Sunday, July 15, 2012


In a world of increasing globalization people with very different experiences and backgrounds are bound to interact even more intensely. The nudge approach offers its own ways of smoothing the process and Singapore leads the way.

Read the full post on

Friday, April 6, 2012

Traffic Nudge: Countdown Traffic Lights

Green man walk, Red man STOP! - but the red man not only stops you from walking, he also prevents you from thinking of much else than when the lights turn green again. Faced with the uncertainty, we all know how impatience starts to build up threatening to turn us into jaywalkers.

Read the full blog-post here: Traffic Nudge: Countdown Traffic Lights

Thursday, March 15, 2012

New Op-Ed on Nudging Smokers Away from Tobacco Risks

... read more about it on our new site.

New report on how to nudge businesses toward greener decisions

In a new report a team of theorists thoroughly evaluate different scenarios where heuristics and biases might make an impact on managers ability to choose between different strategies for sustainability as well as suggest different tools to help remedy the process... read on, on our new site.

Friday, March 2, 2012

Thaler and Hansen take up prompted choice for organ donation in Denmark

Prompted choice in US and UK 
Contrary to what is often thought by commentators Thaler and Sunstein argues for prompted choice for registering for organ donation in Nudge: Improving decision on health, wealth and happiness - not presumed consent.

As Thaler and Sunstein reports inprompted choice has already been introduced with success in Illinois, US.
Since then Thaler has been advisor for the UK Behavioral Insight Team (the so-called "Nudge-unit") - a collaboration that led to the introduction on prompted choice in the UK last year.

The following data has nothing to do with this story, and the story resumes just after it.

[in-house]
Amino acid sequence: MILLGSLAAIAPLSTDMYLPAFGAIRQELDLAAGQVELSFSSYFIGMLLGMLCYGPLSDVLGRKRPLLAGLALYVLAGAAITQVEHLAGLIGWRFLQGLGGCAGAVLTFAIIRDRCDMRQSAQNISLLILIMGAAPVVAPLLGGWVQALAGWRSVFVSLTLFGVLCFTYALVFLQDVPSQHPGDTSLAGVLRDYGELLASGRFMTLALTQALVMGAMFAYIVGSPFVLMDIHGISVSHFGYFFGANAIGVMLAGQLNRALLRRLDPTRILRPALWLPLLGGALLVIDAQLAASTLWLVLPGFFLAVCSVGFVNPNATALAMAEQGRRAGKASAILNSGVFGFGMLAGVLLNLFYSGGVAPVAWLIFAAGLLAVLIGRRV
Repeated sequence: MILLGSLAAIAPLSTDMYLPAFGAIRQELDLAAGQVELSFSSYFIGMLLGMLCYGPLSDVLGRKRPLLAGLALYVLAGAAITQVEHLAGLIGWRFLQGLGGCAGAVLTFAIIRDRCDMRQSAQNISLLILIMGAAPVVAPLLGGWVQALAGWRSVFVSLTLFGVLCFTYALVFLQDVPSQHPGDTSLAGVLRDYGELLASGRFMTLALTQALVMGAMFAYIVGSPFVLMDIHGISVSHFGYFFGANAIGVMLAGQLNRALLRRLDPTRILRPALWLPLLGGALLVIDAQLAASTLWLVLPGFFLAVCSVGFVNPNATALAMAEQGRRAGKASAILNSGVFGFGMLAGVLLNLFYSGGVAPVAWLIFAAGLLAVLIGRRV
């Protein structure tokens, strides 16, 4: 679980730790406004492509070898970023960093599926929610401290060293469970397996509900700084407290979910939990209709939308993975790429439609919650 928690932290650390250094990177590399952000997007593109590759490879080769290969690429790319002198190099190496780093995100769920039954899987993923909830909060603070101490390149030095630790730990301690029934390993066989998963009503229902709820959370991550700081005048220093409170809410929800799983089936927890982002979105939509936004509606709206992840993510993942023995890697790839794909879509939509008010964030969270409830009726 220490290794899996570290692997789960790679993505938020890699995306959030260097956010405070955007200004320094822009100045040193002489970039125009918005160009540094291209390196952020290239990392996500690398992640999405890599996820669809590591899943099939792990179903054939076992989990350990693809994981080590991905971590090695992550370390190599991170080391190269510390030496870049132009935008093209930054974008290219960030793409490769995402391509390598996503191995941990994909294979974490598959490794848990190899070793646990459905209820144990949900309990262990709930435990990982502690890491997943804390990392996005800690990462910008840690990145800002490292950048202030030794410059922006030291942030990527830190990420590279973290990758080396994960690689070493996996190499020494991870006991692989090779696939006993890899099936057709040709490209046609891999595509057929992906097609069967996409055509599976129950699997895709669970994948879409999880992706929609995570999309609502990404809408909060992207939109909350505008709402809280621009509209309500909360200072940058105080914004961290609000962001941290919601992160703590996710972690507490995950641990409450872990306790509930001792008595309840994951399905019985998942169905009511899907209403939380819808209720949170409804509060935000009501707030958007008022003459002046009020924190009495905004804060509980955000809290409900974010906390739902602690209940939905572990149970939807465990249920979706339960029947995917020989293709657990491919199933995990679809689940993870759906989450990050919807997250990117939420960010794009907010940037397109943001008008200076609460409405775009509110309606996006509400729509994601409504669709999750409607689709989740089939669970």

In a recent OPC in The American Journal of Bioethics titled 'Getting the purpose of mandated choice wrong: Is Increasing Supply of Donated Cadaver Organs really what we want to nudge?' I've defended prompted choice against criticism suggested by Whyte et al. supporting presumed consent (see paper here).

Prompted choice in Denmark?
Against this background it was only a natural next step that we... read the rest here.

Tuesday, February 21, 2012

Nudge, Fun Theory and the role of incentives in libertarian paternalism

Recently Richard Thaler featured with the Op. ed. in the New York Times:  Making Good Citizenship Fun. In this he mentions the Piano Stairs of Volkswagen sponsored Fun Theory as a prominent example of how government may include positive reinforcement as an effective tool to encourage citizens to engage in civic behavior.

As readers of this blog are likely to have noticed we have our qualms and concerns with the validity of the Piano Stairs of Volkswagen Sponsored Fun Theory as well as with the place of Fun Theory within the nudge approach to behavioral change.

On the first node, there is little evidence of (if any at all), and we have little reason to believe that the piano stairs work outside touristic settings. On the second node, the piano stairs introduces incentives and thus breaks with the definition of a nudge.

Still, in our outreach work (lectures, workshops, etc.) we constantly experience how strongly attracted decision and policy makers are to Fun Theory - even when the arguments are put forth and the missing validity is pointed out....